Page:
Mae Jemison is an astronaut, a doctor, an art collector, a dancer ... Telling stories from her own education and from her time in space, she calls on educators to teach both the arts and sciences, both intuition and logic, as one -- to create bold thinkers.
By analyzing raw data on violent incidents in the Iraq war and others, Sean Gourley and his team claim to have found a surprisingly strong mathematical relationship linking the fatality and frequency of attacks.
In this short talk from TED U 2009, Brian Cox shares what's new with the CERN supercollider. He covers the repairs now underway and what the future holds for the largest science experiment ever attempted.
In 2007, as the world worried about a possible avian flu epidemic, Laurie Garrett, author of "The Coming Plague," gave this powerful talk to a small TED University audience. Her insights from past pandemics are suddenly more relevant than ever.
In this hilariously lively performance, actress Sarah Jones channels an opinionated elderly Jewish woman, a fast-talking Dominican college student and more, giving TED2009 just a sample of her spectacular character range.
Neuroscientist Michael Merzenich looks at one of the secrets of the brain's incredible power: its ability to actively re-wire itself. He's researching ways to harness the brain's plasticity to enhance our skills and recover lost function.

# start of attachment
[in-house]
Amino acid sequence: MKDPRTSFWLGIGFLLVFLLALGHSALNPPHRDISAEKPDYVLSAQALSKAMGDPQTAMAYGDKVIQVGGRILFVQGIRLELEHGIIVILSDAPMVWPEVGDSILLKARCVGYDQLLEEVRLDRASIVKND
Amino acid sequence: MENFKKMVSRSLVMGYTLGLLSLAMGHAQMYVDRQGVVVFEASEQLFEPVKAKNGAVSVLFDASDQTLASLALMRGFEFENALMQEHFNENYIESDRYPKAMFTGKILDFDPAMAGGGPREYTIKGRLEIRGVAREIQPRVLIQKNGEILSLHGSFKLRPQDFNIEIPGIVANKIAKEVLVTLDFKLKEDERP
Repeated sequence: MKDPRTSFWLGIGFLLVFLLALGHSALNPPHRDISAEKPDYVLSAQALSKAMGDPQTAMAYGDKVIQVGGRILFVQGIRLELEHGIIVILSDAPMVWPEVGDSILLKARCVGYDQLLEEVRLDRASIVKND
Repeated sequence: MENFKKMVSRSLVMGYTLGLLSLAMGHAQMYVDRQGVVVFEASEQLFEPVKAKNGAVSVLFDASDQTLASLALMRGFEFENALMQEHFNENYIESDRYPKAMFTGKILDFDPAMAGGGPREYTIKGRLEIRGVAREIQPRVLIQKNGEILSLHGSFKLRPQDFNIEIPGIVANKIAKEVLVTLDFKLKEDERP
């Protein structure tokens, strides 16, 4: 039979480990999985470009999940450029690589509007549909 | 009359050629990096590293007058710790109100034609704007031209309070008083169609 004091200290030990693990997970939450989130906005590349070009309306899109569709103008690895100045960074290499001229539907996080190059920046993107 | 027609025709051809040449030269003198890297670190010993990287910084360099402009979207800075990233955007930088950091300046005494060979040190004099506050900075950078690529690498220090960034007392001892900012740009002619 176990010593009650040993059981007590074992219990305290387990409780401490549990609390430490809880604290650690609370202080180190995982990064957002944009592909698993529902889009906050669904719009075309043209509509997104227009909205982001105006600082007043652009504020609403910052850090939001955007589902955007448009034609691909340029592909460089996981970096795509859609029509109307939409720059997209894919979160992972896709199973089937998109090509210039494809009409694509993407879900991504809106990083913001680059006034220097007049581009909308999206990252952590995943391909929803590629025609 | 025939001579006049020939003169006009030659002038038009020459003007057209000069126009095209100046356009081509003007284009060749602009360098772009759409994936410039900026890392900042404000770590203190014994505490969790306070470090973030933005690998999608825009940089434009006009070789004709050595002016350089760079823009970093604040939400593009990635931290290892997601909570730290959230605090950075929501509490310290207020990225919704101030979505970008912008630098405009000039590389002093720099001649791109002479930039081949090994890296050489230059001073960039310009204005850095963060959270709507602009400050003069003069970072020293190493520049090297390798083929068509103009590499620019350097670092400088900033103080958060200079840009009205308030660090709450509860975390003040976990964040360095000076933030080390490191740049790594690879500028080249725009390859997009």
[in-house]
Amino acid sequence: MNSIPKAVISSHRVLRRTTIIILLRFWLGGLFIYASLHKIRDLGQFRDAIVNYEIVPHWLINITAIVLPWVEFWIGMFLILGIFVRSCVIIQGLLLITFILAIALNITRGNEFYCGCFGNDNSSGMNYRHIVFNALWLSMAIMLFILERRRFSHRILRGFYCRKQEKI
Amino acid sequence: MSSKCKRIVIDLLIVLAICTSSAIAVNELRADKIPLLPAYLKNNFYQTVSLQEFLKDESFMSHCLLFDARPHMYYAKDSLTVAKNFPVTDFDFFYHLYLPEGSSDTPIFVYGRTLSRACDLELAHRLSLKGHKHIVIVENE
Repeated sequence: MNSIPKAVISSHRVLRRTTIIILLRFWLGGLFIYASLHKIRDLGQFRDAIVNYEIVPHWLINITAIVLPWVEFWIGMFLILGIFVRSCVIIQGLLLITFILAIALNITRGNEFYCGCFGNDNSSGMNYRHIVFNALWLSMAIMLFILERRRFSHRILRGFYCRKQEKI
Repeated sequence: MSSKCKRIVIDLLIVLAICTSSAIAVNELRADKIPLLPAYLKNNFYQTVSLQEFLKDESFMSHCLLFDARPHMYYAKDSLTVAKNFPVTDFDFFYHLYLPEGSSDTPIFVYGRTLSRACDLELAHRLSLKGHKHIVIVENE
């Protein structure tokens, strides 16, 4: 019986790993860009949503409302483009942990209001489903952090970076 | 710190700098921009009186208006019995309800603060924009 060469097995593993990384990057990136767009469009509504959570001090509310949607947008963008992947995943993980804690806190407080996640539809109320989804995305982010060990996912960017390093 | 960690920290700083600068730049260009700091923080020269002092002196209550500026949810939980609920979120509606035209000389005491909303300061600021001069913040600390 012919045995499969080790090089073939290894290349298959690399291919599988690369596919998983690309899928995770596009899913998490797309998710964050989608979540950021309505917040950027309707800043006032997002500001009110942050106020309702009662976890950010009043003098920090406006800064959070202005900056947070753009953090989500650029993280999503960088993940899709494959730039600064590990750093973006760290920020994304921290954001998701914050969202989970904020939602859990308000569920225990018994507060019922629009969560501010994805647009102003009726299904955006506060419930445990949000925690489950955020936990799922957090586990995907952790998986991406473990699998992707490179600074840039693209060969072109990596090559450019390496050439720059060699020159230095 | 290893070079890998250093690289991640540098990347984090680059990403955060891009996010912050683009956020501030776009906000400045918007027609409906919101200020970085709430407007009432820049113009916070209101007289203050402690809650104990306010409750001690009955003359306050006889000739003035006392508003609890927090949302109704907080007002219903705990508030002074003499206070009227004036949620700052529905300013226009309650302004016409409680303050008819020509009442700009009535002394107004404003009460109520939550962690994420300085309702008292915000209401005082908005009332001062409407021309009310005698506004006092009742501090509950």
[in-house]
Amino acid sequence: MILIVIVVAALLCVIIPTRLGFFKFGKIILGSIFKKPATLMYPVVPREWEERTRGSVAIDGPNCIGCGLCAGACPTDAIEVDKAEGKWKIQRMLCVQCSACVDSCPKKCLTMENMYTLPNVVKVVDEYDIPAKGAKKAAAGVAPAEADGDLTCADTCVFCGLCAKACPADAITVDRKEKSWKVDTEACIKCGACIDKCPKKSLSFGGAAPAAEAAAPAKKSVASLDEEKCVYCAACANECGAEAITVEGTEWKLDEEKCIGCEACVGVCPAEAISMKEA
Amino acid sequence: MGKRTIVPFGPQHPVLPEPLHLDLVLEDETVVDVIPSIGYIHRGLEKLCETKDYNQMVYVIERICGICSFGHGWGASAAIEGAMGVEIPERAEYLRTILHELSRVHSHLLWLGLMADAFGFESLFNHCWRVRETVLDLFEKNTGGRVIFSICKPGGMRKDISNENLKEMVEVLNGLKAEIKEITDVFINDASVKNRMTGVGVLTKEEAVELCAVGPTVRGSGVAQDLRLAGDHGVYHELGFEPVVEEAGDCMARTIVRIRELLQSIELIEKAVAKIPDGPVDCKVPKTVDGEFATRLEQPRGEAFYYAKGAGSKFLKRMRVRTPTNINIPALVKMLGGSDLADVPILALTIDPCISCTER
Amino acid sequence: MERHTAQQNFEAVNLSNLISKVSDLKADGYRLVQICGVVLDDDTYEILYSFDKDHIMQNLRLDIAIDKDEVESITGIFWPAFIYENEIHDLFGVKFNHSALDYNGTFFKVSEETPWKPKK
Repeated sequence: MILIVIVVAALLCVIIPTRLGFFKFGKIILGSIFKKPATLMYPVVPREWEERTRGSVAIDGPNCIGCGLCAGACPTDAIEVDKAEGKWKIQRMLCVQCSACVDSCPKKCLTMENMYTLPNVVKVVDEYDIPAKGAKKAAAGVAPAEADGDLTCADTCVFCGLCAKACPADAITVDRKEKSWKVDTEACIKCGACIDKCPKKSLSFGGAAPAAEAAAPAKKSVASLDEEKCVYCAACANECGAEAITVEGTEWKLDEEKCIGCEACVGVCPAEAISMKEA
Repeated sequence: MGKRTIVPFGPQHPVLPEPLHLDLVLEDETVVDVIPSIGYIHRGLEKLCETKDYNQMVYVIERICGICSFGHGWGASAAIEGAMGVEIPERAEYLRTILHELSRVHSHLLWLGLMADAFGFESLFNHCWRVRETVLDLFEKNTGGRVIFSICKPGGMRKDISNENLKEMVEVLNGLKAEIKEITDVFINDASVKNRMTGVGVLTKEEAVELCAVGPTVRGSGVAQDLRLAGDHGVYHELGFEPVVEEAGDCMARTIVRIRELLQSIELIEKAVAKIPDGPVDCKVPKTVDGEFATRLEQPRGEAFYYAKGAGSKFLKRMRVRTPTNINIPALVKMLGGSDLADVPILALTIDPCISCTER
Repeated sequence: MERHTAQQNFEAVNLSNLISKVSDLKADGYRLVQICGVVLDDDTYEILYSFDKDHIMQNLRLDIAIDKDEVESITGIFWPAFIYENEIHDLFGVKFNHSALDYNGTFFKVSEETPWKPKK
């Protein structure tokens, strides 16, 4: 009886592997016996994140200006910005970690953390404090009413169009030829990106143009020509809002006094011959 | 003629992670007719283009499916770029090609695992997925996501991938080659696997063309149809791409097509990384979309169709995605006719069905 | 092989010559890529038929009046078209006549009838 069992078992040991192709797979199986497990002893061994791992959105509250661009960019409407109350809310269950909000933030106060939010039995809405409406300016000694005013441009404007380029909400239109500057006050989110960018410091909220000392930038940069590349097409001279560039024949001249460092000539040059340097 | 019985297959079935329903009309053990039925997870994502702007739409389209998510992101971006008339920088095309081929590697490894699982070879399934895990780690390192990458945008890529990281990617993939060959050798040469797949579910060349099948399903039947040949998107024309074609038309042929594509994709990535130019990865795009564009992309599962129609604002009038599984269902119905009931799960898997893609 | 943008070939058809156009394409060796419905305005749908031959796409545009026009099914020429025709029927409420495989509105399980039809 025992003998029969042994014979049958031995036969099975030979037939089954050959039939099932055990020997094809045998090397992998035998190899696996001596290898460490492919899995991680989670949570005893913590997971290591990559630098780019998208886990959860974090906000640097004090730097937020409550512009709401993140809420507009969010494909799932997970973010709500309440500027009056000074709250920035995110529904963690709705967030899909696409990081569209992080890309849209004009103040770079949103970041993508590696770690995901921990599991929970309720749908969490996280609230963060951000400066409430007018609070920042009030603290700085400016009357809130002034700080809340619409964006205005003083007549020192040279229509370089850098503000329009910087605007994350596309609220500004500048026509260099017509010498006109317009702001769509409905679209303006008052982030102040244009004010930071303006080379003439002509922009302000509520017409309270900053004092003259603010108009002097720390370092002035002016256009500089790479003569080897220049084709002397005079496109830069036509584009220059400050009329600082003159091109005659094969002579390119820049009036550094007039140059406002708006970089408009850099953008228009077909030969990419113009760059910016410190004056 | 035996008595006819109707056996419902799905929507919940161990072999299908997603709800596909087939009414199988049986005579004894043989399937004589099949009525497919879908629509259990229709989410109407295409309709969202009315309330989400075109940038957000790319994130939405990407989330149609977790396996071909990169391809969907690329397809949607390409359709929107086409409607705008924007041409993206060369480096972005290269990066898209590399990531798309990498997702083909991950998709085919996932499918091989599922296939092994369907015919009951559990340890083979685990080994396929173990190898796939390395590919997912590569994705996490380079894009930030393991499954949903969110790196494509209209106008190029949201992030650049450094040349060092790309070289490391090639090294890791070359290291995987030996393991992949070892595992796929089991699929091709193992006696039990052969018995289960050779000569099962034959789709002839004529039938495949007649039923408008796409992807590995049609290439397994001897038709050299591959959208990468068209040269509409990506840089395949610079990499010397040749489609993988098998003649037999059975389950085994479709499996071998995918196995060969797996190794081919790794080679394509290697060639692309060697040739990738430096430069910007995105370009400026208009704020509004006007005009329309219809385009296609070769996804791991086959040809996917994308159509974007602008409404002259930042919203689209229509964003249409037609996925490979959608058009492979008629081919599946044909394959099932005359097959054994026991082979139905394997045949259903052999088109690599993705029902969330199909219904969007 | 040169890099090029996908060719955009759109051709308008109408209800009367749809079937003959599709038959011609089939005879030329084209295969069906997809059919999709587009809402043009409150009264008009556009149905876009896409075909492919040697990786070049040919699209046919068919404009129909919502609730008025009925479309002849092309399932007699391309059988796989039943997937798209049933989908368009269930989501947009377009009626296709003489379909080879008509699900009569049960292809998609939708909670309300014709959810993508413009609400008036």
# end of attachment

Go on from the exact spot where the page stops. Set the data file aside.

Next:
The "dismal science" truly shines in this optimistic talk, as economist Alex Tabarrok argues free trade and globalization are shaping our once-divided world into a community of idea-sharing more healthy, happy and prosperous than anyone's predictions.
In this captivating talk from the TED archive, cartoonist Ben Katchor reads from his comic strips. These perceptive, surreal stories find the profound hopes and foibles of history (and modern New York) preserved in objects like light switches and signs.
At TEDU 2009, Erik Hersman presents the remarkable story of Ushahidi, a GoogleMap mashup that allowed Kenyans to report and track violence via cell phone texts following the 2008 elections, and has evolved to continue saving lives in other countries.
Nate Silver has data that answers big questions about race in politics. For instance, in the 2008 presidential race, did Obama's skin color actually keep him from getting votes in some parts of the country? Stats and myths collide in this fascinating talk that ends with a remarkable insight.
Design legend Niels Diffrient talks about his life in industrial design (and the reason he became a designer instead of a jet pilot). He details his quest to completely rethink the office chair starting from one fundamental data set: the human body.
Margaret Wertheim leads a project to re-create the creatures of the coral reefs using a crochet technique invented by a mathematician -- celebrating the amazements of the reef, and deep-diving into the hyperbolic geometry underlying coral creation.